Table 4 shows the result of the multiple regression analysis of the various coefficients. From the table, it is seen that the P-value of constructs (factors): Safety Factor, Employees Welfare, Specific Hazard and Job Stress were found to be statistically significant. This is because the P-values are less than 0.05. This means that Safety Factor, Employees Welfare, Specific Hazard and Job Stress have a significant impact on the employees work commitment. However, the coefficients of these variables were found to be negative. This is an indication that the constructs have a negative impact on the dependent variables. That is, Safety Factor, Employees Welfare, Specific Hazard and Job Stress have a negative impact on employees' commitment to their job. Workplace/Environment was seen to be statically insignificant. This is also an indication that the construct was not able to predict employees' commitment toward a job. However, upon comparing the factors; it was found out that some of them have a strong negative impact on employees' commitment compared to the others. It is seen from the Table 4 above that the coefficient of specific Hazard has the highest negative value -0.798, the next highest is job stress with a value of -0.69, third-highest is employee's welfare with a value of -0.570 and the last is safety factor with a value of -0.070. Figure 2 below gives the graphical representation of the factors.

Figure-2. Factors comparison.

Note: SF = Safety Factors   EW= Employees welfare    SH= Specific Hazard     JS= Job Stress.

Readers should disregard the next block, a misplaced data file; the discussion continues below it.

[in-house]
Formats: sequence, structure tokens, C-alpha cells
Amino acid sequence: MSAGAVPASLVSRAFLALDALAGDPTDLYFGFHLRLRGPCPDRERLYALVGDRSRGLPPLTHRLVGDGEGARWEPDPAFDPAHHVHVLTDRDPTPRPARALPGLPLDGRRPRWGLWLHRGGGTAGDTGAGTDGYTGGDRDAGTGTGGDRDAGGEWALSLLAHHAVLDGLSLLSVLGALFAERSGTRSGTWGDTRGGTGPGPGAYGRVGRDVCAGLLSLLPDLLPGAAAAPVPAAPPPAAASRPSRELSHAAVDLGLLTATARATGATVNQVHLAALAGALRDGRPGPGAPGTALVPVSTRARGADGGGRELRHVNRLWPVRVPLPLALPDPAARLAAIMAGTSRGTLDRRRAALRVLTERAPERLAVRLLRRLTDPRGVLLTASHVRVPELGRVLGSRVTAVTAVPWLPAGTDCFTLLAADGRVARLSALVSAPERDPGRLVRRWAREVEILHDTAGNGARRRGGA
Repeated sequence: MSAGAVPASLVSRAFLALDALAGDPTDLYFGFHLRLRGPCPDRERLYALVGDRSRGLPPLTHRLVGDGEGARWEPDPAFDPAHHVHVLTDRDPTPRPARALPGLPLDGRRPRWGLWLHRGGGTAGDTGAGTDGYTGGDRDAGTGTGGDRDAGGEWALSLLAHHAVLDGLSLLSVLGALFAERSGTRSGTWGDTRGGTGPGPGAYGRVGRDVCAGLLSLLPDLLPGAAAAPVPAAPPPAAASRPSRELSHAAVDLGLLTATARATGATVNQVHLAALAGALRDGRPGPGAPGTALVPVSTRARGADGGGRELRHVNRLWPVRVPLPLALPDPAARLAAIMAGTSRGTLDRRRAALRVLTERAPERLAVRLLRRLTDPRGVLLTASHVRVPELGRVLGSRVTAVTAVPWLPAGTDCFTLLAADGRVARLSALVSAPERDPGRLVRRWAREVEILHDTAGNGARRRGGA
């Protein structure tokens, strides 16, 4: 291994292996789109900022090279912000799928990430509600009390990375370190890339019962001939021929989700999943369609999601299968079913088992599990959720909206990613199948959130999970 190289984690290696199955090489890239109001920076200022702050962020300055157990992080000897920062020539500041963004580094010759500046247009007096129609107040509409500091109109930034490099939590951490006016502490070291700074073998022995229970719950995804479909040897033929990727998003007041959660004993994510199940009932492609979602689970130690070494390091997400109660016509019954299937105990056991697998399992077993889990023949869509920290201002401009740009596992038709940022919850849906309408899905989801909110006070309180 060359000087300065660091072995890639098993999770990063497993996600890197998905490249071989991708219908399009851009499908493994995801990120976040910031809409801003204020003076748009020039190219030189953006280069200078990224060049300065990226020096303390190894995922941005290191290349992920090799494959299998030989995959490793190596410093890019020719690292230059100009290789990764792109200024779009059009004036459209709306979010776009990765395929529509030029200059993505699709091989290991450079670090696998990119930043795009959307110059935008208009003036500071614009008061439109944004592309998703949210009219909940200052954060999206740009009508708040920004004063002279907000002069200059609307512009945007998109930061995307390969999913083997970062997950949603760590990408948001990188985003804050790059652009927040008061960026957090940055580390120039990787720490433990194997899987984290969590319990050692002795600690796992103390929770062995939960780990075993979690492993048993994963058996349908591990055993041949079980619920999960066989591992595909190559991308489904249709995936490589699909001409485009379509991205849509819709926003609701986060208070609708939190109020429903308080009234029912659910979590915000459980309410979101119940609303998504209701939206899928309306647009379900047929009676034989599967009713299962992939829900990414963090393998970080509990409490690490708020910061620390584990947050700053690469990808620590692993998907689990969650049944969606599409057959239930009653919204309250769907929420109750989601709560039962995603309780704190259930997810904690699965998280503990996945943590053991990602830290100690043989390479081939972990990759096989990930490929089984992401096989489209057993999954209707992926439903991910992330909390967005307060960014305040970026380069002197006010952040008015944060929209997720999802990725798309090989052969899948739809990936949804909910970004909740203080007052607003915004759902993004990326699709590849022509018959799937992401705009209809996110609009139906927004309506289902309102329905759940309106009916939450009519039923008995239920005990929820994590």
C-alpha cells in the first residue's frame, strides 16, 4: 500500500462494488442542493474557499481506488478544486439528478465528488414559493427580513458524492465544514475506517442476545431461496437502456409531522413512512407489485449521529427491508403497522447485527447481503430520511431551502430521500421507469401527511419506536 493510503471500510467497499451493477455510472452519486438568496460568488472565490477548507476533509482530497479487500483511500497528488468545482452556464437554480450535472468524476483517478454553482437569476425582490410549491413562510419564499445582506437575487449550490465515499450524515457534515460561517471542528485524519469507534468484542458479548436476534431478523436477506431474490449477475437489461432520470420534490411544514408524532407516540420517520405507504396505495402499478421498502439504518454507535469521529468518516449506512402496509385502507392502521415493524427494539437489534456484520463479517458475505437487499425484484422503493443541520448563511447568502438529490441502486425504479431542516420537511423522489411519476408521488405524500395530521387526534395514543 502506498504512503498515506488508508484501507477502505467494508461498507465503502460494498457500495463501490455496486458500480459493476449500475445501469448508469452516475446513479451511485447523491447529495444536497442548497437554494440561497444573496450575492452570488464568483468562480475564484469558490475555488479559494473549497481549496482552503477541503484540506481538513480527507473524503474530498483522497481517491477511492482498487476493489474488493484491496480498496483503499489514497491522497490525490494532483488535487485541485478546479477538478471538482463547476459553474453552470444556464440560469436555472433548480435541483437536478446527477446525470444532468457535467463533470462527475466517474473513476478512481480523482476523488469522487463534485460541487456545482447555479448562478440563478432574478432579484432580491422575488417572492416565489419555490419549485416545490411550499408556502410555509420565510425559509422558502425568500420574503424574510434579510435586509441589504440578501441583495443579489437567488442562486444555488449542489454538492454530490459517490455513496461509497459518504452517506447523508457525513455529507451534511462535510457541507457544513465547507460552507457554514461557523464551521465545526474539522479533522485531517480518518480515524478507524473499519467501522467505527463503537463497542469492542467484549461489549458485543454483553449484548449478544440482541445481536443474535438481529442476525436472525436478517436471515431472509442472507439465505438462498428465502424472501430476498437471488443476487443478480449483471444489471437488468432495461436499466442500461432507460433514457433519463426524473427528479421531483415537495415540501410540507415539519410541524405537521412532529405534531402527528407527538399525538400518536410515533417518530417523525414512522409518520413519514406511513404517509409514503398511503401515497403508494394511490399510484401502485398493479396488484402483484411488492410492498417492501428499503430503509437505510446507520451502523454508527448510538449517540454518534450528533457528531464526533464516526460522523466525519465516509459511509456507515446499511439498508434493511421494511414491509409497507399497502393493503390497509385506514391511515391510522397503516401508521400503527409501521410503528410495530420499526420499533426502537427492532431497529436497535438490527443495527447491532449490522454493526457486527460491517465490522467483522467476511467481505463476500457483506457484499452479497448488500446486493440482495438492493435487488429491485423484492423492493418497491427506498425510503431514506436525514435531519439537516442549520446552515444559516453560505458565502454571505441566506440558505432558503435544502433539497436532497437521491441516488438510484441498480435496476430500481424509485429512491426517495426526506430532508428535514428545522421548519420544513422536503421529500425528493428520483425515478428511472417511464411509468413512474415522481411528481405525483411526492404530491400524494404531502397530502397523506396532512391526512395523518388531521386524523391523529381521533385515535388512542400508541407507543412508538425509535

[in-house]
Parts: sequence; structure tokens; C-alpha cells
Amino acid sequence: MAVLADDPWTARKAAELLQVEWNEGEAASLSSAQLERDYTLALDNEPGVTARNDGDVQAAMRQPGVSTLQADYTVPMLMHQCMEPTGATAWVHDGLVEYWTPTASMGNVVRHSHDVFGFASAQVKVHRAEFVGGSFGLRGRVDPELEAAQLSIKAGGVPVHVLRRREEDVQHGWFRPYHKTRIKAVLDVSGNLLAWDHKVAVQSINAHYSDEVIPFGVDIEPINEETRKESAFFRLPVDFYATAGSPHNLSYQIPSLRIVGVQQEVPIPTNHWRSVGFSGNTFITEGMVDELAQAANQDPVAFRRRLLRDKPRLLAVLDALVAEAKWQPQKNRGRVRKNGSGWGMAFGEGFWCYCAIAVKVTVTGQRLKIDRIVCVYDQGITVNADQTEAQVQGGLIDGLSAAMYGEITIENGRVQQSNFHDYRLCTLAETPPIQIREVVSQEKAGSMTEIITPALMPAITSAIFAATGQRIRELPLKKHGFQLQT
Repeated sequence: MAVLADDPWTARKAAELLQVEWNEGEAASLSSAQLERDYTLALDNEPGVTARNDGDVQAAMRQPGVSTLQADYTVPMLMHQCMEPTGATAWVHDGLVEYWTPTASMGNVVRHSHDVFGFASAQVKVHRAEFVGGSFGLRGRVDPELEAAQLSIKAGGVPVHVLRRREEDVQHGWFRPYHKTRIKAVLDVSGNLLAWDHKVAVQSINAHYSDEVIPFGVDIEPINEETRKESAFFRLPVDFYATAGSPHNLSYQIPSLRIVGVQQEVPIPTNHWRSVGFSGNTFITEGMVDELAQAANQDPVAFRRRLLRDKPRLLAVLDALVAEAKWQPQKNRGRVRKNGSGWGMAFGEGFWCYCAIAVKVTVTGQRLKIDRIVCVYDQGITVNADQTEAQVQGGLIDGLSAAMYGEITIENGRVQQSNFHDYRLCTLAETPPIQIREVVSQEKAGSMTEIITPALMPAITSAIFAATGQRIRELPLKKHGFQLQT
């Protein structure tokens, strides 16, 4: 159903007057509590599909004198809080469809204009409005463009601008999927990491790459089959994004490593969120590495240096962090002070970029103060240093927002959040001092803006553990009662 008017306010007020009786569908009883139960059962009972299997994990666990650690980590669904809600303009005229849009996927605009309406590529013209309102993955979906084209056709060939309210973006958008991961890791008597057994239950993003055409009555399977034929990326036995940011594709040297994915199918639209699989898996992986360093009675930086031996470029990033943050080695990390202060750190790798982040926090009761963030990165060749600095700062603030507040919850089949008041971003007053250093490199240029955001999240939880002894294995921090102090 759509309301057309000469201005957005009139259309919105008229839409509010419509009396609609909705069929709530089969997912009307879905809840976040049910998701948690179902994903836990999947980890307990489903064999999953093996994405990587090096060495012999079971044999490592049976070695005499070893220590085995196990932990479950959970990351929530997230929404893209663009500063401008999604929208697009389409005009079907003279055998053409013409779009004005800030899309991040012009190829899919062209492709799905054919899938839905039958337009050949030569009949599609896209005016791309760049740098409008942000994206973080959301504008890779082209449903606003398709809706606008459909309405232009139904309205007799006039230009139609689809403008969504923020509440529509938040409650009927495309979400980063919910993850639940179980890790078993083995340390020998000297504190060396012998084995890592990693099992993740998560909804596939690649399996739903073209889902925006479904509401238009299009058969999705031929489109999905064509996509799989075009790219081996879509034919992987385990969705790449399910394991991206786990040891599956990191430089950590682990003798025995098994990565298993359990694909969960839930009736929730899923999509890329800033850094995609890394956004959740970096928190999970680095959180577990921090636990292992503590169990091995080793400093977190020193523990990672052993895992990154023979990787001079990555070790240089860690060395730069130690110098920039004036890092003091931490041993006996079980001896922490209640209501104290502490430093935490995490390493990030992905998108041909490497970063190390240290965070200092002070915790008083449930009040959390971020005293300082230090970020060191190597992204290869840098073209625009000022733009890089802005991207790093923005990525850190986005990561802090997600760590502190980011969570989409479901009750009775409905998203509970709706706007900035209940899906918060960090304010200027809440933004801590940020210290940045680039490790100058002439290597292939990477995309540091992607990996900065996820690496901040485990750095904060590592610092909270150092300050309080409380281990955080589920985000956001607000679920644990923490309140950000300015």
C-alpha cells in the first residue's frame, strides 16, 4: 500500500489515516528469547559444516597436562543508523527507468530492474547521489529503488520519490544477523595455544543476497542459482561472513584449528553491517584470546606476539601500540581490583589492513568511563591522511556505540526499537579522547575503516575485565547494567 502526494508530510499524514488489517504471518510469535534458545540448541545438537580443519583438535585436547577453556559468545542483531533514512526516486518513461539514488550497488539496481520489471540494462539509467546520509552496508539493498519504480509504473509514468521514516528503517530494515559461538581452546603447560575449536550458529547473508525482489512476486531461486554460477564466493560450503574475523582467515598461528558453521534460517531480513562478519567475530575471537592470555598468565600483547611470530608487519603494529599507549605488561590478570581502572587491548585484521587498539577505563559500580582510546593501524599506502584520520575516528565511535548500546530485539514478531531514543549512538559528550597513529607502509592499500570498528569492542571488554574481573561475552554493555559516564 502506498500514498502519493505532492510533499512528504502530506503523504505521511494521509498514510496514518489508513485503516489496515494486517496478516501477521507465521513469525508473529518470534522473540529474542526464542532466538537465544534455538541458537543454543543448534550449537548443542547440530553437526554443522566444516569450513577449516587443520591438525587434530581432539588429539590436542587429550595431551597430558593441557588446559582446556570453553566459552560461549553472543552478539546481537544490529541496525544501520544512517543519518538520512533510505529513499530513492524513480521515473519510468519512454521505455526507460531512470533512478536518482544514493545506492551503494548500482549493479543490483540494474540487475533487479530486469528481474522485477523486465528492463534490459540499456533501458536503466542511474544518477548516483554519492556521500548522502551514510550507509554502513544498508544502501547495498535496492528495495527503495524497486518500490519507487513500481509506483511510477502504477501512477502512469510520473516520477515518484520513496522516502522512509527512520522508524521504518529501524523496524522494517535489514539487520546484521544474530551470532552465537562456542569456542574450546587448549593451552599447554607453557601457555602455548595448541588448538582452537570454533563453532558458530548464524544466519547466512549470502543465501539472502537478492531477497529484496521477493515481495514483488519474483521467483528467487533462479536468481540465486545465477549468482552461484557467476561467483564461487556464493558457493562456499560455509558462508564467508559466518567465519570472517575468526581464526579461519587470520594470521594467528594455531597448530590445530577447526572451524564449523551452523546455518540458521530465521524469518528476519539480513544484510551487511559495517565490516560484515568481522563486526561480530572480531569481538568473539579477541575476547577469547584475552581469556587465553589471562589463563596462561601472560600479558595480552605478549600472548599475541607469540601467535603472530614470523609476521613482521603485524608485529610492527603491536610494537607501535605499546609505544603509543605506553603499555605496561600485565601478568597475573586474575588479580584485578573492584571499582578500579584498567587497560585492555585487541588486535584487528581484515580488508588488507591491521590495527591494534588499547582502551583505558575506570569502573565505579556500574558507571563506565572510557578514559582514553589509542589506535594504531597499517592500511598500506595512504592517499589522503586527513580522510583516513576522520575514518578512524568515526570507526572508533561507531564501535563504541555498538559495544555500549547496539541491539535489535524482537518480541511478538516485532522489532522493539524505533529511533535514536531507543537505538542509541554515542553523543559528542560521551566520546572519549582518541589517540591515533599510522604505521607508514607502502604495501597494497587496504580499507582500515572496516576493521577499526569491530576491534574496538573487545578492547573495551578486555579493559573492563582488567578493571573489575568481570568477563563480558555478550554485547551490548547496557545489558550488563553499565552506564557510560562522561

5.DISCUSSION

One of the key objectives of the study was to investigate how health and safety factors can influence employees' commitment to the sachet/bottled water industry. This objective was achieved by measuring health and safety construct (factors). The construct consists of employees' welfare, specific hazard, job stress, workplace environment and safety factors. Each of these variables was used to measure employees' commitment based on health and safety.  This research has verified that the measurement of health and safety factors can predict employees' commitment toward their work. Therefore, top managements of sachet/bottled water in Ghana, while designing strategies should pay much attention of the health and safety issues of their workers by considering variables like employees' welfare, specific hazard, job stress, workplace environment and safety factors which will help them to retain competent and loyal employees. The findings revealed that health and safety factors like employees' welfare, specific hazard, job stress and safety factors were seen to predict employees' commitment towards their job. These factors were seen to have a negative influence on employees' commitment. This is an indication that respondents are not pleased with the safety factors in the company, the kind of stress they experience, the chemicals used in the environment and their welfare. These findings support the previous work of Shea et al. (2016); McCaughey et al. (2013) and Mutambudzi, Theorell, and Li (2019).